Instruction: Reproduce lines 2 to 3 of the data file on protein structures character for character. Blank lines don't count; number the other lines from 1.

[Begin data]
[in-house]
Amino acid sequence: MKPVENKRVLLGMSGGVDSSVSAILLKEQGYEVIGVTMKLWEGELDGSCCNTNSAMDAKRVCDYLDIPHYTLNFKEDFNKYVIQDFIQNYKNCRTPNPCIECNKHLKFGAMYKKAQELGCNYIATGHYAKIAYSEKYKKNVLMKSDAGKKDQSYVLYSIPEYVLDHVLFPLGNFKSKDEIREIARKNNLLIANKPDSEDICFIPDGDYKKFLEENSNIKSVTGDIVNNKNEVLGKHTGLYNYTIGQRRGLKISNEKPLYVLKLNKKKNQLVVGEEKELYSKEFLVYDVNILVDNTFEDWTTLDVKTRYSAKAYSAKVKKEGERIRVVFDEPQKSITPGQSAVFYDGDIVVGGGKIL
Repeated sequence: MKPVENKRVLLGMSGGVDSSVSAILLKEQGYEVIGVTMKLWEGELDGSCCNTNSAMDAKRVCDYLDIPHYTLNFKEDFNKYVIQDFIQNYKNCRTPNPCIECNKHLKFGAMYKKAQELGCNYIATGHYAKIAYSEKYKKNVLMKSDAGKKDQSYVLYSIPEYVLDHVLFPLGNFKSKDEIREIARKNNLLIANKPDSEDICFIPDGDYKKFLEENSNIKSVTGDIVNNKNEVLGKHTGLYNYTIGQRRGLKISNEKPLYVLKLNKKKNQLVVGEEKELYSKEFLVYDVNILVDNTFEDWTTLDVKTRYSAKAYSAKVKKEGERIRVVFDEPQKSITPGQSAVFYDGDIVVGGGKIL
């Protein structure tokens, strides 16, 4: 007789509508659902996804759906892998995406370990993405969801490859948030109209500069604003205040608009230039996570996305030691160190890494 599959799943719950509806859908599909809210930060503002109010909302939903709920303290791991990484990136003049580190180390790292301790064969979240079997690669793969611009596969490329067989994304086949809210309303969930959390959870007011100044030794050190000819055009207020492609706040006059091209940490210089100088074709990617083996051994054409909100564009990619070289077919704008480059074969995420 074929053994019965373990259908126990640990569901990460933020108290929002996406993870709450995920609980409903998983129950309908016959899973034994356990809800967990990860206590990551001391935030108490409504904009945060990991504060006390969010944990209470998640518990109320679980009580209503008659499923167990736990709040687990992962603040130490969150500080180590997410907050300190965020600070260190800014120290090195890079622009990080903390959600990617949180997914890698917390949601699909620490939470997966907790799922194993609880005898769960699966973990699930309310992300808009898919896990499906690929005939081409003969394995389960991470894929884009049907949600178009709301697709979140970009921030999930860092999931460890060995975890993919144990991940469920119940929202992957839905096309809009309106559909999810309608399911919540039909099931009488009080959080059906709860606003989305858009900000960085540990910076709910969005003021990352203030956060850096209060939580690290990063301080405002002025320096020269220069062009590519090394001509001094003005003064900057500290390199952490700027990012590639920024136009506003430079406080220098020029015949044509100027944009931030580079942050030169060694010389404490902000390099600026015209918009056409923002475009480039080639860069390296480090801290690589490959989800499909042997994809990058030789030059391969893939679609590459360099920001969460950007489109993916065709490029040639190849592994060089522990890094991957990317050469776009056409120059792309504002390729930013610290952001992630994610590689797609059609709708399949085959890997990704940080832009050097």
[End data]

Amino acid sequence: MKPVENKRVLLGMSGGVDSSVSAILLKEQGYEVIGVTMKLWEGELDGSCCNTNSAMDAKRVCDYLDIPHYTLNFKEDFNKYVIQDFIQNYKNCRTPNPCIECNKHLKFGAMYKKAQELGCNYIATGHYAKIAYSEKYKKNVLMKSDAGKKDQSYVLYSIPEYVLDHVLFPLGNFKSKDEIREIARKNNLLIANKPDSEDICFIPDGDYKKFLEENSNIKSVTGDIVNNKNEVLGKHTGLYNYTIGQRRGLKISNEKPLYVLKLNKKKNQLVVGEEKELYSKEFLVYDVNILVDNTFEDWTTLDVKTRYSAKAYSAKVKKEGERIRVVFDEPQKSITPGQSAVFYDGDIVVGGGKIL
Repeated sequence: MKPVENKRVLLGMSGGVDSSVSAILLKEQGYEVIGVTMKLWEGELDGSCCNTNSAMDAKRVCDYLDIPHYTLNFKEDFNKYVIQDFIQNYKNCRTPNPCIECNKHLKFGAMYKKAQELGCNYIATGHYAKIAYSEKYKKNVLMKSDAGKKDQSYVLYSIPEYVLDHVLFPLGNFKSKDEIREIARKNNLLIANKPDSEDICFIPDGDYKKFLEENSNIKSVTGDIVNNKNEVLGKHTGLYNYTIGQRRGLKISNEKPLYVLKLNKKKNQLVVGEEKELYSKEFLVYDVNILVDNTFEDWTTLDVKTRYSAKAYSAKVKKEGERIRVVFDEPQKSITPGQSAVFYDGDIVVGGGKIL